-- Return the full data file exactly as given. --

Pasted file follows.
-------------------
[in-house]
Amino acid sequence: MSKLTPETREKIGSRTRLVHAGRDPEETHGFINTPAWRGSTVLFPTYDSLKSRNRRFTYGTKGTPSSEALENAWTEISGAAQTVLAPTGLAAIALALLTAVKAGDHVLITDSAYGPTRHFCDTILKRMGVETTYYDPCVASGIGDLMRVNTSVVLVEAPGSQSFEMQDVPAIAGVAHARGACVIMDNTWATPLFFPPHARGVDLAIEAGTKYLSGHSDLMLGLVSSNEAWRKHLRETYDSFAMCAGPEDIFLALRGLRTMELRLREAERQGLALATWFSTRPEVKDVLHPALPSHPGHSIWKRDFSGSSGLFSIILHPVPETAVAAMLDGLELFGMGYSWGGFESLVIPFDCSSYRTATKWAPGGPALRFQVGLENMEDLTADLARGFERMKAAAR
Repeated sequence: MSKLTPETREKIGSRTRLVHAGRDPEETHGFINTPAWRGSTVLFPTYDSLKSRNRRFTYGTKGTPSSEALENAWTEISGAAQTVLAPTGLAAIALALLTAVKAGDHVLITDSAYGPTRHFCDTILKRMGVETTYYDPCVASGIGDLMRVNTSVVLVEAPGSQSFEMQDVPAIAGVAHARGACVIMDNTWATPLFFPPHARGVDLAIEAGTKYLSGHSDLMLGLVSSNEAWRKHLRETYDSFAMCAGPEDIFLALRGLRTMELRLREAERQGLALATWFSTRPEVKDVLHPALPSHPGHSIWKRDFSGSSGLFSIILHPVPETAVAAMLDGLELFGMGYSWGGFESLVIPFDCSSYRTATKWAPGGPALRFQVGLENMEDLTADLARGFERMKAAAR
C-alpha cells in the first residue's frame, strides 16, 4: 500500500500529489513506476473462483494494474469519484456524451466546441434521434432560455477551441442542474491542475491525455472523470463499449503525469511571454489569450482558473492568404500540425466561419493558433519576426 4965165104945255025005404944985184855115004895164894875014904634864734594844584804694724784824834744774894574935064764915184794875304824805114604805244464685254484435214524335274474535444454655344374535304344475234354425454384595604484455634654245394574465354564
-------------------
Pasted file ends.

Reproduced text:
[in-house]
Amino acid sequence: MSKLTPETREKIGSRTRLVHAGRDPEETHGFINTPAWRGSTVLFPTYDSLKSRNRRFTYGTKGTPSSEALENAWTEISGAAQTVLAPTGLAAIALALLTAVKAGDHVLITDSAYGPTRHFCDTILKRMGVETTYYDPCVASGIGDLMRVNTSVVLVEAPGSQSFEMQDVPAIAGVAHARGACVIMDNTWATPLFFPPHARGVDLAIEAGTKYLSGHSDLMLGLVSSNEAWRKHLRETYDSFAMCAGPEDIFLALRGLRTMELRLREAERQGLALATWFSTRPEVKDVLHPALPSHPGHSIWKRDFSGSSGLFSIILHPVPETAVAAMLDGLELFGMGYSWGGFESLVIPFDCSSYRTATKWAPGGPALRFQVGLENMEDLTADLARGFERMKAAAR
Repeated sequence: MSKLTPETREKIGSRTRLVHAGRDPEETHGFINTPAWRGSTVLFPTYDSLKSRNRRFTYGTKGTPSSEALENAWTEISGAAQTVLAPTGLAAIALALLTAVKAGDHVLITDSAYGPTRHFCDTILKRMGVETTYYDPCVASGIGDLMRVNTSVVLVEAPGSQSFEMQDVPAIAGVAHARGACVIMDNTWATPLFFPPHARGVDLAIEAGTKYLSGHSDLMLGLVSSNEAWRKHLRETYDSFAMCAGPEDIFLALRGLRTMELRLREAERQGLALATWFSTRPEVKDVLHPALPSHPGHSIWKRDFSGSSGLFSIILHPVPETAVAAMLDGLELFGMGYSWGGFESLVIPFDCSSYRTATKWAPGGPALRFQVGLENMEDLTADLARGFERMKAAAR
C-alpha cells in the first residue's frame, strides 16, 4: 500500500500529489513506476473462483494494474469519484456524451466546441434521434432560455477551441442542474491542475491525455472523470463499449503525469511571454489569450482558473492568404500540425466561419493558433519576426 4965165104945255025005404944985184855115004895164894875014904634864734594844584804694724784824834744774894574935064764915184794875304824805114604805244464685254484435214524335274474535444454655344374535304344475234354425454384595604484455634654245394574465354564